By Kellen M. Quigley

Four properties of concern within the village of Springville are expected to see improvements in 2019 after action to address the growing problem of distressed, vacant, abandoned or tax-delinquent properties through a regional program.

At Monday’s regular Village board meeting, the board approved a resolution officially requesting the Buffalo Erie Niagara Land Improvement Corporation (BENLIC) acquire the four properties for potential improvements.

The four properties are at 128 Waverly St., 48 Albro Ave., 311 W. Main St. and 118 Pear St.

“The properties that are on here are the same as last time, except for the 311 W. Main,” said Village Administrator Liz Melock. “That was the only one added.”

“It is much better than it was a few years ago,” said Mayor William Krebs. “The number of properties has decreased.”

In July 2011, in recognition of the growing problem of distressed, vacant, abandoned and tax-delinquent properties, the state passed the Land Bank Act authorizing any foreclosing governmental unit (FGU) to create a land bank to strategically acquire, improve, assemble and sell such properties.

Under this law, BENLIC was formed in May 2012 via an inter-municipal agreement among the county’s four FGUs, being Erie County and the cities of Buffalo, Lackawanna and Tonawanda.

County-wide land banks have proven highly successful in Michigan, Ohio and other regions experiencing growing numbers of problem properties by supporting municipal and regional revitalization efforts by strategically acquiring, improving and selling the properties.

As the county’s land bank, BENLIC seeks to work collaboratively with the cities, towns and villages of the county to address the growing problem of distressed, vacant, abandoned and tax-delinquent properties.

The village of Springville has recognized the need to address the growing issues of these types of properties and is desirous of partnering with BENLIC to address the problem.

“If you look at the properties we’re chasing, the tax foreclosures are a bigger problem here than anything else,” Krebs said. “BENLIC is supposed to be the prime way that we can help turn properties with tax-foreclosure problems back to usable properties.”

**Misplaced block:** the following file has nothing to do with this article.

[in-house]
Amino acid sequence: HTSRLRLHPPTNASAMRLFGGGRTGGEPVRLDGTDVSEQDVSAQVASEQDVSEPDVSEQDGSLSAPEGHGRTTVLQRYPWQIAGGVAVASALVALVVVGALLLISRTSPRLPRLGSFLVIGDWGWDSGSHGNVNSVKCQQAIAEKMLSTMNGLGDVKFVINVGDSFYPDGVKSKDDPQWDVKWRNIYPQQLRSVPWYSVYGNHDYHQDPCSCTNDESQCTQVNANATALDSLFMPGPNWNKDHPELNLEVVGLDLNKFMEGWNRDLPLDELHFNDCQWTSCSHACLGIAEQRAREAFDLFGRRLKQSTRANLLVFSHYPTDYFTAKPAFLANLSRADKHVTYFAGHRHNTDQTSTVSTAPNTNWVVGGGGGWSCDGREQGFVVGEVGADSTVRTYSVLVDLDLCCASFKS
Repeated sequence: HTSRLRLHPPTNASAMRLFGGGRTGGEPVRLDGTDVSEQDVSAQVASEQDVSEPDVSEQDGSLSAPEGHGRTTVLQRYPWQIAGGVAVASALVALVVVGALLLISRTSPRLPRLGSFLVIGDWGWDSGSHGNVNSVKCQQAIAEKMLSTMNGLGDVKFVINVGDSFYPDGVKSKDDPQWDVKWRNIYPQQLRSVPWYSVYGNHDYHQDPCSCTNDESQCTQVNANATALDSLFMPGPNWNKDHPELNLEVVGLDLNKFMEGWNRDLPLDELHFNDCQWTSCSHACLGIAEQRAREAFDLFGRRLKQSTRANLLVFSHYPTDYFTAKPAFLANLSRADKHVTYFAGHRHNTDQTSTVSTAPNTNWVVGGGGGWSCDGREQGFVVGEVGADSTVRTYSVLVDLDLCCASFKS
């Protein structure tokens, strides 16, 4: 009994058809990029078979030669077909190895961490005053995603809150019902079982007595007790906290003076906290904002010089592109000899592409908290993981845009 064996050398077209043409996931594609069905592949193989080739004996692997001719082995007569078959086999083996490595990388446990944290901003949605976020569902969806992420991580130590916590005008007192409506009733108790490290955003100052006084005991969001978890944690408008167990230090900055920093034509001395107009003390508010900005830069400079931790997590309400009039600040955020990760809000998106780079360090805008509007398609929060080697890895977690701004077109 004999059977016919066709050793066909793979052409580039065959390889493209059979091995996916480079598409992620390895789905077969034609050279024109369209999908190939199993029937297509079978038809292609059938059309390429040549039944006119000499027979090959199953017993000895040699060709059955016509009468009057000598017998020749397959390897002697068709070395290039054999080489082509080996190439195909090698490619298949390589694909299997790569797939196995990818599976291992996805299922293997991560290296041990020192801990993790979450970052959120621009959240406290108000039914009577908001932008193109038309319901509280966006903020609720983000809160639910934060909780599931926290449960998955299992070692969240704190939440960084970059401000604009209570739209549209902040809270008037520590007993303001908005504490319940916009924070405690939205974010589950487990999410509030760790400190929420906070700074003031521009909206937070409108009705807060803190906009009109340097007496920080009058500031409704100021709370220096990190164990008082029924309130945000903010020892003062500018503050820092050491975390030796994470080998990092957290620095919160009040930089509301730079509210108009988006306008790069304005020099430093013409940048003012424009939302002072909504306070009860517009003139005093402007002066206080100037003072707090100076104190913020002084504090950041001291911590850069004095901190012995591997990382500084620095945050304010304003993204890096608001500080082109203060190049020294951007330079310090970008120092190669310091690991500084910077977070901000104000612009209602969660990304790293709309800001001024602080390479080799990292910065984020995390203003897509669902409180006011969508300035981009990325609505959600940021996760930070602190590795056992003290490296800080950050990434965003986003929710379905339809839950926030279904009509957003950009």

Melock said new this year is a change concerning vacant land. She said if vacant land is not sold within a year, BENLIC wants the municipality to take it over.

“We did not put vacant land on here because I don’t think we are in a position to commit to that at this point,” she said. Melock also said a stipulation requiring the village to mow the properties was also removed from the resolution.

IN OTHER BUSINESS, the board discussed the decision to accept or not accept a grant from the Arts Service Initiative for $1,720.

Mayor Krebs said the village applied for a $5,000 grant for public art and sculptures in Heritage Park. He said the total cost for the project would be about $10,000 with about $3,000 coming from in-kind services.

“We only got a grant for $1,720, which is about 17 percent of the total cost,” he said. “If we don’t go ahead with this project, we have to tell the agency we won’t accept the grant.”

Melock recommended the village accept the grant. She said the village could work with the artist to see if the art project’s cost could be reduced.

Krebs also said they could use the funds for some other park improvement project.

“We could put benches or something like that in any one of our parks,” he added. “And we could apply for this again next year.”

Because they have until Christmas to decide to accept the grant, the board tabled it and would decide at the next board meeting Dec. 17.

IN THE Department of Public Works report, Superintendent Kenneth Kostowniak said MDA Engineering completed the post-construction flow study. The study was conducted during heavy precipitation and concluded the sewer lining project has reduced infiltration significantly.

Kostowniak said they are still having some infiltration in project areas due to leaking private sanitary levels. He said the village plans to address laterals over the next few months.

LEWPA (the Lake Erie Watershed Protection Alliance) reviewed the village’s grant application and liked the proposal for a storm sewer mapping and GIS inventory project, Kostowniak said.

Because they had more project applications than funding but wanted to see the village’s project done, he said LEWPA proposed getting work done by providing resources from US Soil and Water internship program and the Erie County Storm Water Coalition at no cost to the village or LEWPA. The village would provide existing equipment and assistance for a small portion.

In an update on the Mill Street drainage project, Kostowniak said additional funding for the Erie County Soil & Water (ECSW) to repair the outfall is being drafted in the Legislature. ECSW and US Fish & Wildlife are also submitting a grant application for Spring Brook bank stabilization at Shuttleworth Park in December, he said.